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How can I understand when the instrumental or the accusative case should be used?


gest  
29 Aug 2014 /  #1
Hello all,

I was studying prepositions and i just realized that i do not understand them.

quote from my book:

między = between, among +instrumental (state)
między = (to) between, among + accusative (motion)

Same explanations for "nad, pod, przed and za".

As I understand, if i want to say "I'm going to between trees" there must be an accusative (biernik). But there is not. There is an instrumental. How can i understann when instrumental and when accusative should be used?

Thanks in advance.
Marysienka  
29 Aug 2014 /  #2
Idę między drzewa Biernik. I'm at the field and I'm going to the forest
Jestem między drzewami Narzędnik I'm in the forest
Idę między drzewami (Narzędnik ) I'm in the forest and I'm walking between trees

Idę między ludzi- I'm alone at home and I go where people are.
Idę między ludźmi- I'm in a crowded place so I walk between people.

I'd say it's not about motion, but change of place, if something was between something at the beginning, or not.
sdt  
30 Aug 2014 /  #3
Thanks for your answer Marysienka.

the word "motion" was not helpful to understand it as you said. Now i feel i m close to understand it.

I found some examples on web,

ja kładę miedzy przednim a tylnym siedzeniem. (I think, here should be biernik)
I cannot see the point here to use narzednik.

In my books, nad, pod, za, przed have the same rule. They are used with accusative if there is a motion. It's not easy to see that motion.

Here some examples: (why there are narzednik/instrumental?)
Ja kładę pod Twoimi stopami.
Duch doktora Mengele unosi się nad Wisłą.
kiedy idę przed swoim byłym.
idę przed pracą!
kpc21  
30 Aug 2014 /  #4
ja kładę miedzy przednim a tylnym siedzeniem. (I think, here should be biernik)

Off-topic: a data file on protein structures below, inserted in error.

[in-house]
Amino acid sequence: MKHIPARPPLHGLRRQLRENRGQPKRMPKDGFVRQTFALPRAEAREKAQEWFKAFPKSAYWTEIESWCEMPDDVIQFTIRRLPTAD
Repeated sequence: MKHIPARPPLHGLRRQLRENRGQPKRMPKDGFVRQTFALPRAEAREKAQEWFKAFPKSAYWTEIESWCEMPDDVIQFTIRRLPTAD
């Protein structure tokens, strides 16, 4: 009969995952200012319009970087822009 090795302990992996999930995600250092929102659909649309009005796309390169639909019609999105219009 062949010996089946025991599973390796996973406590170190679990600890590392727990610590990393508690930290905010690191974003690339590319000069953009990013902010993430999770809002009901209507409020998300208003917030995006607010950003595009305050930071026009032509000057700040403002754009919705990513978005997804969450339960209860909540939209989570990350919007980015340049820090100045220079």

First of all, "ja" is definitely not needed and sounds strange in this place. It can and should be omitted.

And after "kładę" there should be a name of something which is being put, otherwise the sentence is still very strange :)

For example "Kładę torbę między przednim a tylnym siedzeniem". "Kładę torbę między przednie a tylne siedzenie" means exactly the same, and it even sounds more natural (although in official language I would rather see the first version). So it seems that you are right.

Here some examples: (why there are narzednik/instrumental?)
Ja kładę pod Twoimi stopami.
Duch doktora Mengele unosi się nad Wisłą.
kiedy idę przed swoim byłym.
idę przed pracą!

Where do you have all this stuff from? It seems to be not a very good source of knowledge.

Ja kładę pod Twoimi stopami.

Again - what is this "ja" for, and kładę what? What's more, it's rather hard to put something under somebody's feet, unless this person is leviatating :) There is an idiom "kłaść komuś kłody pod nogi" - literally "to put logs under somebody's legs/feet", meaning something like "to make problems to somebody intending to prevent this person from succeeding in what he does". Maybe it's the case.

OK would be e.g. "Kładę torbę przed twoimi stopami". "Twoimi" (and similiar words) is capitalised only in letters, only for the person to which the letter is going to be sent, and this sentence is rather unlikely to appear in a letter :) In this case "Kładę torbę przed twoje stopy" sounds rather rude (but all this sentence is still strange and a bit rude, in what a situation could it be used?). And I think it might be difficult a bit for foreigner to feel it, so maybe in this case narzędnik is just safer.

Duch doktora Mengele unosi się nad Wisłą.

Not towards the space above Vistula river ("nad Wisłę" would be OK only in that case), but just above the river, in one place, so there is no motion.

kiedy idę przed swoim byłym.

It means exactly: "When I am walking in front of my ex-husband.". As you can see, it's not a whole sentence :) And "Idę przed swojego byłego" would mean "I am going towards the place in front of my ex-husband", however strange it sounds (the original sentence is also very strange, I can't see any point in walking in front of your ex-husband).

idę przed pracą!

Is it from a computer translator? If "praca" is the building where somebody works/is employed there (I can't invent any other rational meaning of this sentence), it means "I am walking in front of this building" (I am there). "Idę przed pracę" - "I am walking to the place in front of this building" (I'm not there yet).

I hope it could you understand this difference :) And I think you had better change the materials for learning Polish :)
Marysienka  
31 Aug 2014 /  #5
1) kładę is tricky
2)Duch unosi się - it's always over the Vistula, doesn't change
3) You are not going to him, you walk in front him/ he walks behind you
4) it means I go before work, it can also mean I walk in front of workplace.

I keep thinking about kładę, wieszam, stawiam etc.. and as far as I know you can use both biernik or narzędnik with almost same meaning.

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